BIZ BUZZ: CGD’s ‘parting gift’ for RSA | Inquirer Business

BIZ BUZZ: CGD’s ‘parting gift’ for RSA

/ 04:30 AM July 04, 2022

For the last six years, it’s been an open secret in business and political circles that Carlos Dominguez III (CGD) isn’t a big fan of Ramon Ang (RSA).

So much so that many of the former Finance Secretary’s policies—from which big ticket projects to approve or reject, which taxes to raise or cut, which policies in the energy sector to pursue, or which banks to merge—were often seen to be directly opposed to the moves of the San Miguel Corp. president and CEO.


Well, last week, Dominguez scored one final point against Ang just before he relinquished his post as the country’s top economic manager.

Biz Buzz learned that, last month, the then Finance chief sent a 14-page memo to President Duterte outlining why the latter should veto House Bill 7575, which was meant to create the Bulacan Airport City Special Economic Zone and Freeport Act.


In it, Dominguez stressed that the proposed economic zone would cost the government at least P60 billion worth of tax leakages. He also went on to detail a host of other provisions of the bill which he deemed were too generous to San Miguel.

(Ironically, the bill that was vetoed by President Marcos had as its main sponsor the presidential sister, Imee Marcos.)

In response, Ang said that the proposed Bulacan economic zone would be a government-managed entity where any tax incentives that will be granted to locators will have to be reviewed and approved by the Department of Finance and the Fiscal Incentives Review Board.

The bill is totally aligned with Dominguez’ pet tax reform legislation, the CREATE (Corporate Recovery and Tax Incentives for Enterprises) Law, he said, adding that the conglomerate’s privately funded Bulacan airport mega project will proceed even without the adjacent ecozone. It will be slightly less profitable, of course, and it will likely take a few more years for capital to be recovered without the ecozone.

In any case, one of President Marcos’ first official acts was to act favorably on one of Dominguez’ last official acts: to recommend a veto of the Bulacan ecozone bill.Talk about Dominguez giving Ang one last parting gift by twisting the knife in his side huh? The question is … what happens next? Abangan!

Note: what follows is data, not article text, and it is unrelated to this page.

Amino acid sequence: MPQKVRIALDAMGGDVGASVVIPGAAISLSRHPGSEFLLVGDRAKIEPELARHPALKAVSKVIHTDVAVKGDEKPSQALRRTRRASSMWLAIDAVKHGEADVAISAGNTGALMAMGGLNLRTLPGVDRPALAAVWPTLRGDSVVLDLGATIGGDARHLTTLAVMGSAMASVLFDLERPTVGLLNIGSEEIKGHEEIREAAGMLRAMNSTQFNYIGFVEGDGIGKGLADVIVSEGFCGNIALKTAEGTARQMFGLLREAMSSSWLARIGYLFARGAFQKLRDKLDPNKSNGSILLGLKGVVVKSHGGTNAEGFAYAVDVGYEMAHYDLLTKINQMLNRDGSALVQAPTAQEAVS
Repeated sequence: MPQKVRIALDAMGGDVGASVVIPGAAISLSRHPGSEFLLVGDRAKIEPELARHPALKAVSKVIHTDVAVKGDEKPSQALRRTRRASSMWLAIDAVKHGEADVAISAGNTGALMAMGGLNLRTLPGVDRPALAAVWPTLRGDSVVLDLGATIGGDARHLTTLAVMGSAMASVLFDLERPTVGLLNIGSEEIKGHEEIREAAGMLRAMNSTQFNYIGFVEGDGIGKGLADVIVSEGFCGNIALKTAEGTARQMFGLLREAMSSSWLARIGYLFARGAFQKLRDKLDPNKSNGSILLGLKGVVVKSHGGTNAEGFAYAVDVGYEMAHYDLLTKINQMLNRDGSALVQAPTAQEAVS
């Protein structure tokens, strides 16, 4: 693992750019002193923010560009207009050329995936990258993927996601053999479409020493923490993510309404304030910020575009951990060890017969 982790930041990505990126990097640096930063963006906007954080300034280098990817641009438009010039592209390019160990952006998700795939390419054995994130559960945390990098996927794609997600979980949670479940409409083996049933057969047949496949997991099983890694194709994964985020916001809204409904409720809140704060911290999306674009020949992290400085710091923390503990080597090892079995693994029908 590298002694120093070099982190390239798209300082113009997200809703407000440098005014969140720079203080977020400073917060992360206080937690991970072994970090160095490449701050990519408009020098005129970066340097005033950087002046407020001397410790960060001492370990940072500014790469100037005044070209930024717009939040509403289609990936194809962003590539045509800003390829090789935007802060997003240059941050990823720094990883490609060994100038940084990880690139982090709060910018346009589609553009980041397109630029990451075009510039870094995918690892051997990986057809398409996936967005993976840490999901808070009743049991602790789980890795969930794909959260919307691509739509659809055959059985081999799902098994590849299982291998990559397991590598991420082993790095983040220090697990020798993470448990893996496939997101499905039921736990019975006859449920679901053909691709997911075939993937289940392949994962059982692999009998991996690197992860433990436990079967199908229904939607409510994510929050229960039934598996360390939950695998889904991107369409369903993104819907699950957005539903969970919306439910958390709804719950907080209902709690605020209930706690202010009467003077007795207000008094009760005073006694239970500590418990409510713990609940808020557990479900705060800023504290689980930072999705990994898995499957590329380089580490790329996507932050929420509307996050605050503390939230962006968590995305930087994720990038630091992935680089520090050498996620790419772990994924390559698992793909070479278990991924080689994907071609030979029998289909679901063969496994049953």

— Daxim L. Lucas

NFA leadership crisis

The plot thickens in the latest installment of the drama series stirred by the worsening rift between the employees and leader of the National Food Authority (NFA).

Last week, the NFA Employees Association (NFAEA), in a press briefing, asked President Marcos to axe the food agency’s administrator, Judy Carol Dansal, and sanction her for refusing to vacate her post even after her term has expired.


NFA employees asserted that Dansal, being a coterminous appointee, was supposed to leave the NFA office at noon of June 30, the same time President Duterte wrapped up his six-year stint as the country’s chief executive.

NFAEA, led by its national president Maximo Torda, said Dansal’s counterparts at the Department of Agriculture (DA) tendered their courtesy resignation prior to Mr. Marcos’ assumption of his post.

Instead, Dansal committed “usurpation of authority” by noncompliance with the Department of Agriculture’s directive to properly turn over documents and records “to ensure continuous and effective delivery of services,” they alleged.

The NFA chief even issued a memorandum insisting on her continued stay on “the pretext of holdover capacity,” the group added.

In a separate briefing, Dansal claimed existing laws, particularly Republic Act No. 10149 governing government-owned and controlled corporations and Presidential Decree No. 4, allow her to stay beyond the end of the Duterte administration.

Likewise, in a recent memorandum, Dansal said she was prepared to turn over the office to her successor who will be appointed by Marcos Jr., concurrently sitting as Agriculture secretary.

She also said tapping the NFA deputy administrator as the agency’s caretaker was not an option as the DA directive states the next-in-rank official or employee may only do so if the noncareer official resigns or vacates his position before the duly appointed or designated official assumes.

Dansal said she was forced to hold a virtual briefing due to the misinformation circulated “by unscrupulous individuals who intend to cause confusion and create doubt as to the legality of the incumbent administrator to continue in office.”

With the leadership squabble at the house of NFA far from over, it seems the President urgently needs to resolve the issue by naming the next NFA head. And soon.

—Jordeene B. Lagare INQ

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